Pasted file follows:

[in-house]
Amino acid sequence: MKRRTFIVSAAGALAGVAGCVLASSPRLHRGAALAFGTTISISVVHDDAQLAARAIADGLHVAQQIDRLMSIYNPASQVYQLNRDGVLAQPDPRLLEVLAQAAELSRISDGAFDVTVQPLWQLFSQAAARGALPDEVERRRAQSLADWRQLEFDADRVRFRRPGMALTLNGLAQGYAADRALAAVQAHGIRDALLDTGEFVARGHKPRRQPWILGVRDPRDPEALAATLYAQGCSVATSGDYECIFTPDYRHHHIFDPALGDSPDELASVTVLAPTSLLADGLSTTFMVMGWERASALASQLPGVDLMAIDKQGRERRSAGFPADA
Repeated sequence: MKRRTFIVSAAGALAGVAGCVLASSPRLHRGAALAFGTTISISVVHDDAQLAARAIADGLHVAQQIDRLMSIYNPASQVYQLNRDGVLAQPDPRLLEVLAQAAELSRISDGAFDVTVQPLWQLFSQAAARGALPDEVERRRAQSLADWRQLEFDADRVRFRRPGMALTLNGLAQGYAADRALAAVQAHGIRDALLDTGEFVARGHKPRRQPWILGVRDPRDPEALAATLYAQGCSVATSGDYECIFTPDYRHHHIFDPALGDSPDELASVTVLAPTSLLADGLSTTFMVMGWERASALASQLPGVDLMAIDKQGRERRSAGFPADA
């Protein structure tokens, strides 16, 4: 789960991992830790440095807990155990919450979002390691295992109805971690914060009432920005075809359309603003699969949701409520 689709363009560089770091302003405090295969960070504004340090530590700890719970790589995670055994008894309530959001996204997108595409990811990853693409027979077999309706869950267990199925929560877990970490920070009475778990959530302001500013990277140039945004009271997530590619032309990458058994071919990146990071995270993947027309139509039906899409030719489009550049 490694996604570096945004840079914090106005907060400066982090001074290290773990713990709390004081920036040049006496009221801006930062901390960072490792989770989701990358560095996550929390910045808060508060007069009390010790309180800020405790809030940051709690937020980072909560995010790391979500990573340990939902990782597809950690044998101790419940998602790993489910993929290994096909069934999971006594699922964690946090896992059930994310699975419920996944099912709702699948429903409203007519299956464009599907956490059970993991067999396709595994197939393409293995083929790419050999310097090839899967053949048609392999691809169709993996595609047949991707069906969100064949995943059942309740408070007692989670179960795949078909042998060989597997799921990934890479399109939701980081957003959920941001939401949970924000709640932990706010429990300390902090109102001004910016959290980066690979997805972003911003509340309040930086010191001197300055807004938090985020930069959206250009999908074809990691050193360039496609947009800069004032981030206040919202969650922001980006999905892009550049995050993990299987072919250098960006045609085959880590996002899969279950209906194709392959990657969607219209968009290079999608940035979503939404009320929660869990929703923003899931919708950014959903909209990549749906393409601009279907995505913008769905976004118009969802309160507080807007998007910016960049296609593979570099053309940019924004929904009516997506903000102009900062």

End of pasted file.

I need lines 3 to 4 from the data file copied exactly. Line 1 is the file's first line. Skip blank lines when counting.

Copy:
Repeated sequence: MKRRTFIVSAAGALAGVAGCVLASSPRLHRGAALAFGTTISISVVHDDAQLAARAIADGLHVAQQIDRLMSIYNPASQVYQLNRDGVLAQPDPRLLEVLAQAAELSRISDGAFDVTVQPLWQLFSQAAARGALPDEVERRRAQSLADWRQLEFDADRVRFRRPGMALTLNGLAQGYAADRALAAVQAHGIRDALLDTGEFVARGHKPRRQPWILGVRDPRDPEALAATLYAQGCSVATSGDYECIFTPDYRHHHIFDPALGDSPDELASVTVLAPTSLLADGLSTTFMVMGWERASALASQLPGVDLMAIDKQGRERRSAGFPADA
């Protein structure tokens, strides 16, 4: 789960991992830790440095807990155990919450979002390691295992109805971690914060009432920005075809359309603003699969949701409520 689709363009560089770091302003405090295969960070504004340090530590700890719970790589995670055994008894309530959001996204997108595409990811990853693409027979077999309706869950267990199925929560877990970490920070009475778990959530302001500013990277140039945004009271997530590619032309990458058994071919990146990071995270993947027309139509039906899409030719489009550049 490694996604570096945004840079914090106005907060400066982090001074290290773990713990709390004081920036040049006496009221801006930062901390960072490792989770989701990358560095996550929390910045808060508060007069009390010790309180800020405790809030940051709690937020980072909560995010790391979500990573340990939902990782597809950690044998101790419940998602790993489910993929290994096909069934999971006594699922964690946090896992059930994310699975419920996944099912709702699948429903409203007519299956464009599907956490059970993991067999396709595994197939393409293995083929790419050999310097090839899967053949048609392999691809169709993996595609047949991707069906969100064949995943059942309740408070007692989670179960795949078909042998060989597997799921990934890479399109939701980081957003959920941001939401949970924000709640932990706010429990300390902090109102001004910016959290980066690979997805972003911003509340309040930086010191001197300055807004938090985020930069959206250009999908074809990691050193360039496609947009800069004032981030206040919202969650922001980006999905892009550049995050993990299987072919250098960006045609085959880590996002899969279950209906194709392959990657969607219209968009290079999608940035979503939404009320929660869990929703923003899931919708950014959903909209990549749906393409601009279907995505913008769905976004118009969802309160507080807007998007910016960049296609593979570099053309940019924004929904009516997506903000102009900062």